It also uses similar commands to other Adobe products, so you don’t have to learn a totally new interface. Adobe Portfolio, like Squarespace, offers templates that users fill in with their content, hosts users’ content, and provides a domain name. Plus, if you already have an Adobe Creative Cloud account, or the Lightroom and Photoshop plan, Adobe Portfolio is totally free to use, making it a time and cost-saving option.

You can read more about designing an Adobe Portfolio on Adobe’s website.

For creative freedom

Simplice
  • $99 one-time payment for a Single Plan, or $138 for a Studio Plan
  • Contains a website builder; recommends outside hosting and domain name

Semplice can be accessed through a free WordPress dashboard and gives you a new interface to use, providing you with incredible amounts of creative freedom, movement, and beauty. Semplice is the place to go if you have a vision (and patience). It’s been used by Disney, Spotify, Google, and others, marketing itself as a site made for designers by designers, without requiring coding knowledge. 

I will admit that when I first downloaded Semplice, it wasn’t a stress-free process. In addition to the time it takes to understand its unique builder interfaces, Semplice also asked me to get my own domain name, which I purchased for $.99 through GoDaddy.com, and my own host. They recommended I use FlyWheel as a host, and, although Flywheel has helpful customer service staff, I later found out their price, $15 a month, is far more than other hosting sites like Bluehost or SiteGround

While using Semplice, it’s clear that there are some imaginative people working there. For example, instead of forcing users to wait for a site update to get new features, Semplice has a Hacks page that provides users with code they can drop into their sites on their own. Although the Semplice staff can’t help users with problems that might occur with the code, sharing this information empowers website makers to customize and learn on their own. Those interested in a challenge like Semplice should also check out Webflow ($12 a month) to see which site builder fits their needs. Webflow is free until you publicly publish the site, which gives users a nice chance to see if the builder is for them. Like Semplice, it allows for advanced options like animations and impressive user interaction.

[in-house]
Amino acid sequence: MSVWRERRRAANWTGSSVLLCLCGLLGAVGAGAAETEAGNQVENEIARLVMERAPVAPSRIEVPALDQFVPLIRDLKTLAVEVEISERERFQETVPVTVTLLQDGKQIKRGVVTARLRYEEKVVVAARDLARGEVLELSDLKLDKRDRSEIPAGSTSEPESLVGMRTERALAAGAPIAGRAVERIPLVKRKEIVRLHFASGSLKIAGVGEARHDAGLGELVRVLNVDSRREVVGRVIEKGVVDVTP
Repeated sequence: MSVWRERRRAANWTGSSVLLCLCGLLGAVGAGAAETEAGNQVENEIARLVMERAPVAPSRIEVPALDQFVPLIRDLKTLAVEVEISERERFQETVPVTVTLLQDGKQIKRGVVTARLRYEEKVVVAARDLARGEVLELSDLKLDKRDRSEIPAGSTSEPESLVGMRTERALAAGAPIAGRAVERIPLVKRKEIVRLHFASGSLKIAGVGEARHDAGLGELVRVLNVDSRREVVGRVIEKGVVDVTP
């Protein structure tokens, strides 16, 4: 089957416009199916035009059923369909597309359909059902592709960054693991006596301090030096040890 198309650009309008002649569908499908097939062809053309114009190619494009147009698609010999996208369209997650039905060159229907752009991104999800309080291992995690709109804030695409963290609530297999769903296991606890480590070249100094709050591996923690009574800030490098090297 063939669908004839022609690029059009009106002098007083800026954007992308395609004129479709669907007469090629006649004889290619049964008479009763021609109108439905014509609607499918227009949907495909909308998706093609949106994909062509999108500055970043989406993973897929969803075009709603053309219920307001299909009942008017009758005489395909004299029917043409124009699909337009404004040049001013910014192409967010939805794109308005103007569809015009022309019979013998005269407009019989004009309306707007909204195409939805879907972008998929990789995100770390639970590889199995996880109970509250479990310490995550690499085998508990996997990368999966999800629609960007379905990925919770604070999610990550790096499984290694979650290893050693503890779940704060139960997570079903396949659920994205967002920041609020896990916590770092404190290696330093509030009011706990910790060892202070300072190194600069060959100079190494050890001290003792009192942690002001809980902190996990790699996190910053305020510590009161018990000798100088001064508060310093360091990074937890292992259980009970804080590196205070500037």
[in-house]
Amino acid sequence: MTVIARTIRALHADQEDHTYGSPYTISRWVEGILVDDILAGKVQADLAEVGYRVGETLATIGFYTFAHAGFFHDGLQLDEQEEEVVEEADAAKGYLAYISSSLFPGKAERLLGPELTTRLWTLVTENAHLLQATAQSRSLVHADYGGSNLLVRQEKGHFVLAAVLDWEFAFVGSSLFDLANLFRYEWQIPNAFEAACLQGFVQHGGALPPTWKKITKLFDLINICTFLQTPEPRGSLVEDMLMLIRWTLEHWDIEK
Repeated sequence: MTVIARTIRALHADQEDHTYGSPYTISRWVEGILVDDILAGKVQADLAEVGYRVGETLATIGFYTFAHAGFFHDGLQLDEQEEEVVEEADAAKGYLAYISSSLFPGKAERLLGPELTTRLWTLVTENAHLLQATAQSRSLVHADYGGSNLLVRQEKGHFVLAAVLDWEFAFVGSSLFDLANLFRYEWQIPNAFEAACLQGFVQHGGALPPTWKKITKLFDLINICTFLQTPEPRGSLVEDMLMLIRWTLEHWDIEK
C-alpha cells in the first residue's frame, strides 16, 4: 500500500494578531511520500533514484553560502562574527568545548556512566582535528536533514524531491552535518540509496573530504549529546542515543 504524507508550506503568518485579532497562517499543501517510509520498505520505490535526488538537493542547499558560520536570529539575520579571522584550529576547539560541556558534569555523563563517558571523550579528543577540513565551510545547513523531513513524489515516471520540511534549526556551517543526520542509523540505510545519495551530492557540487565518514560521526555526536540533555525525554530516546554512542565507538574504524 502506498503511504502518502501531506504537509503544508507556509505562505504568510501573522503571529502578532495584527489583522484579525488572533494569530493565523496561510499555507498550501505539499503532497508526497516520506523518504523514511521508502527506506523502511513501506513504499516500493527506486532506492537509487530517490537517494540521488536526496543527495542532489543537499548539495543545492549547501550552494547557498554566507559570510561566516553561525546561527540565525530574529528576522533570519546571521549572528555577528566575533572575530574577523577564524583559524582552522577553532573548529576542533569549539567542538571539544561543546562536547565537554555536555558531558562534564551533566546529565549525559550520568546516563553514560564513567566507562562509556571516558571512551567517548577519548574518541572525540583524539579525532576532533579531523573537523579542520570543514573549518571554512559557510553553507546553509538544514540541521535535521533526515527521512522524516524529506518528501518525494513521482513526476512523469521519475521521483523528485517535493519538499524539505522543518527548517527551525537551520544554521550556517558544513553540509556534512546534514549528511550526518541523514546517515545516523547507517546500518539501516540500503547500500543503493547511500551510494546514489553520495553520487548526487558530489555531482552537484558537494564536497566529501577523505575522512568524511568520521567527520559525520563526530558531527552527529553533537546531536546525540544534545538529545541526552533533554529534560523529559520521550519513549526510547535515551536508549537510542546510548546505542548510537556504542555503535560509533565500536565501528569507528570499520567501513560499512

For collaboration

Elementor
  • Between $0 and $199 a year
  • Contains a website builder; recommends outside hosting and domain name

Like Semplice, Elementor is accessed through WordPress, giving you a lot of widget, customization, and style options. Elementor is a great platform when it comes to working with teams, and does a good job letting users know what pages their teammates are working on through an easily accessible revision history. This can be helpful for businesses or anyone who wants a trusted editor to help make tweaks to a site. 

Elementor comes with 29 free basic widgets, including icons, toggles, progress bars, and testimonials. However, I found myself wanting to use some of the 58 paid widgets and looked up YouTube videos to see how they worked before paying to use them. Elementor took me the longest to get comfortable with, as every new element has tabs to edit the content, style, and other advanced options, so remembering exactly where to make each specific change was a learning process. However, all of these options mean that those who stick with Elementor have lots of freedom to tweak features to make them their own. 

You can watch Elementor tutorials on .

Read the original article on Business Insider